Solopress details strategy behind its £5m move into B1

Danny Powell, copywriter, Solopress
Monday, January 16, 2023

Driven by demand and an appetite to diversify, Solopress recently announced £5m in new investment. Now, the Essex-based printer shares the logic behind its strategic spend and how it changed the business and its offering to trade clients.

Cooper: We found ourselves with a decision to make
Cooper: We found ourselves with a decision to make

Solopress has been pursuing an ambitious programme of expansion post-pandemic, made necessary owing to the success of the Solopro service. Solopro was introduced in 2020 to provide a more tailored service for trade customers, print resellers and businesses that rely on high volumes of print.

Record numbers of trade customers now use Solopress as a result of the benefits that Solopro offers which include account management, flexible pricing, and priority production. This large increase in demand from the trade meant that resting on their laurels was not an option.

A previous round of investment saw the printer acquire the world’s first HP PageWide T250 digital press in 2020. The last 12 months alone have seen the arrival of a HP Indigo 100K, a Konica Minolta Motioncutter 23 laser cutter, a StitchLiner MkIII, a HT300 three-knife trimmer, two Horizon folders, two Pitstop high-speed creasers and three Kodak Magnus 800 B1 platesetters.

The HP Indigo 100K joined the digital battery in 2022

This latest round of investment has seen them leap into B1 printing with both feet with a state-of-the-art Heidelberg Speedmaster XL 106 press.

The company’s litho lineup already included three Heidelberg Speedmaster XL75 10P presses as well as a Heidelberg Speedmaster SM74 5 Colour press.

However, according to managing director Simon Cooper, it was time to think bigger: “Prior to the pandemic, we were already starting to run up against capacity issues. Suppressed demand during 2020, gave us some breathing space, but it was clear as the market recovered that expansion would be key to staying on top of the workload.”

Yet it wasn’t always clear to Cooper and his team which route Solopress should take in its expansion.

“We found ourselves with a decision to make between expanding our inkjet capabilities, or stepping up to B1,” he said.

“Ultimately, we concluded that our capacity for digital print was already well served by the PageWide T250 and our Indigos, so we took the more ambitious path. Our mix of digital and litho is now optimal for our current offering which sets us up well going forward.”

The space required to run the new press meant that a number of elements had to come together for a shift to B1 to become feasible. Fortunately, additional shopfloor space became available adjacent to Solopress' existing site in Southend, providing the last piece of the puzzle.

With the demand to warrant it, the space to operate it and the funds to pay for it all in place, Solopress invested in a 2018 Heidelberg Speedmaster XL 106 press, plus associated finishing plant. The installation was completed in November of last year.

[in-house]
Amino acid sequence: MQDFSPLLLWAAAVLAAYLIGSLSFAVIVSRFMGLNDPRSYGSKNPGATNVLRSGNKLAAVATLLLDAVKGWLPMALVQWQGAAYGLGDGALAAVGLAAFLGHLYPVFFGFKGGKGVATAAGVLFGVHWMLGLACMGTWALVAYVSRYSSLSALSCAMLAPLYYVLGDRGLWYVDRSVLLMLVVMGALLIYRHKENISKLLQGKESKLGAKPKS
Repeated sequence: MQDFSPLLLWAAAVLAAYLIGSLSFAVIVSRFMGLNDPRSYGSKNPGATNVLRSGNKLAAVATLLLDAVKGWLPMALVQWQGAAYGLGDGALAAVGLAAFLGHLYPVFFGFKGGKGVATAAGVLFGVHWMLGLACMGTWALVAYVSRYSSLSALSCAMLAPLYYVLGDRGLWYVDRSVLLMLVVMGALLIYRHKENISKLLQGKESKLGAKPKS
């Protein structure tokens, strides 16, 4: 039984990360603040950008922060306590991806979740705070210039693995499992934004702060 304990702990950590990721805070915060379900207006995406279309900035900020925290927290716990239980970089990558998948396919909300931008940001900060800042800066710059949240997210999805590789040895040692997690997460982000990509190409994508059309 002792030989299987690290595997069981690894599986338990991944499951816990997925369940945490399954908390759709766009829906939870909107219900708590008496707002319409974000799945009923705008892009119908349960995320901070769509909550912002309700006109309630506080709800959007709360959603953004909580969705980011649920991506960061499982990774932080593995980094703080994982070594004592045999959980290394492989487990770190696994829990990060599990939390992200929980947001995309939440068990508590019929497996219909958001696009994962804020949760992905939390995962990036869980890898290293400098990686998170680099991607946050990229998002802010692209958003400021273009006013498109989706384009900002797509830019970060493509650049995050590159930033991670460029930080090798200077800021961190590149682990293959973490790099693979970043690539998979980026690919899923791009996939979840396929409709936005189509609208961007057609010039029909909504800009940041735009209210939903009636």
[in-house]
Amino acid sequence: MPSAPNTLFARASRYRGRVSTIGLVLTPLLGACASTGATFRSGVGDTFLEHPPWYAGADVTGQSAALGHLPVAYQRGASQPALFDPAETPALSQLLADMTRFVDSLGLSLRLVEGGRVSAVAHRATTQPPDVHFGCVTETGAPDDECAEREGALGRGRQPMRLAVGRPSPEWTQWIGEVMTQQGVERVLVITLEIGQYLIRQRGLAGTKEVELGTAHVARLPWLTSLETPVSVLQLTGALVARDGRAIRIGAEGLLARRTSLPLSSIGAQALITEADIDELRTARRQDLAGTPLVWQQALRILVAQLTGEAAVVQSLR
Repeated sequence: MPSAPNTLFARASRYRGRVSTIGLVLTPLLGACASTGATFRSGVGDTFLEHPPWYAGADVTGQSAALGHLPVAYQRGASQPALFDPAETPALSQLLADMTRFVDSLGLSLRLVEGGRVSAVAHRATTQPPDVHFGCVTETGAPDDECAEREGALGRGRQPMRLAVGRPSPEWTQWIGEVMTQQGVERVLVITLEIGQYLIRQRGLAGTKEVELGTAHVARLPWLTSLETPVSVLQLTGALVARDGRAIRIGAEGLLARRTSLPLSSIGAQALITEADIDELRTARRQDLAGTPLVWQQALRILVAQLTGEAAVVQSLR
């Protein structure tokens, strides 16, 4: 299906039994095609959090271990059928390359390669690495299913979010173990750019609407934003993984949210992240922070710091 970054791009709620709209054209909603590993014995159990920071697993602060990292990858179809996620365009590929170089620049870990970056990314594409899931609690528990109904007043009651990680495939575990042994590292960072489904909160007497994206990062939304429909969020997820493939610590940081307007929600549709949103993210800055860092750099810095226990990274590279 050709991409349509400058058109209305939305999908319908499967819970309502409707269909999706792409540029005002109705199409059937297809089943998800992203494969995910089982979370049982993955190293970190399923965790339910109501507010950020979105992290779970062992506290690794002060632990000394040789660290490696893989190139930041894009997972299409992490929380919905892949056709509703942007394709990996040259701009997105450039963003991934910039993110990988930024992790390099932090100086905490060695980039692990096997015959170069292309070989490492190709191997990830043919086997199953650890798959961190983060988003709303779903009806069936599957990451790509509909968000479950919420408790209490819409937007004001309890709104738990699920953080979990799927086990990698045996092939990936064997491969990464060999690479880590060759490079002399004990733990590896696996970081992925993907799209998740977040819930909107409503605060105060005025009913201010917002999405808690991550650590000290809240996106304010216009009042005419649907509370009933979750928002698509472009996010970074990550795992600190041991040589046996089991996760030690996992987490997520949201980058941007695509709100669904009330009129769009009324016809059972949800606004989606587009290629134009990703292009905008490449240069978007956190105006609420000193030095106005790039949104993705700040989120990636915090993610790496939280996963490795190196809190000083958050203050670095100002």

In addition to increasing production capacity, the step up to B1 also brings efficiencies in terms of speed. There’s little difference in makeready time between the new press and the incumbent B2 machines, but the greater print area vastly increases production speed. Running at 18,000sph, we can now achieve approximately 2.5 times the volume of printed sheets on the floor for the same amount of press time, compared with our existing XL75s. Plus, the XL75s are now freed up for shorter run jobs where they can be more cost effective.

A further opportunity that this expansion presents for Solopress is in the publishing sphere.

While the HP PageWide investment contributes to their capacity for digital publishing, the move to B1 on the offset side of the business halves the number of makereadies required for these types of jobs. This extra capacity will make Solopress an attractive partner for publishers moving into 2023.

Solopress's XL 106 is highly specified and automated

Print quality was also high on the priorities list that informed this acquisition. The new 10-colour machine incorporates Heidelberg’s Prinect Inpress control 3 spectral measurement system for automated colour and register control.

According to Cooper: “The level of control we have over colour management with the new machine means we can offer fantastic levels of fidelity and repeatability for our customers.

“Reprints owing to colour and register deviations are pretty much non-existent on jobs that go through this press.”

While many businesses hunkered down during the pandemic and waited for the storm to pass, Solopress grasped the opportunity to expand. Suppressed demand allowed the business to undertake installations and training that would have proven difficult with production running at full capacity.

The result is a post-pandemic print business that’s in great shape to cope with renewed demand. Increased capacity, website improvements and new products have contributed to 2022 sales figures that are outstripping pre-pandemic levels and continuing to rise.

For more information on how Solopress can support your business and clients through their Solopro service, visit

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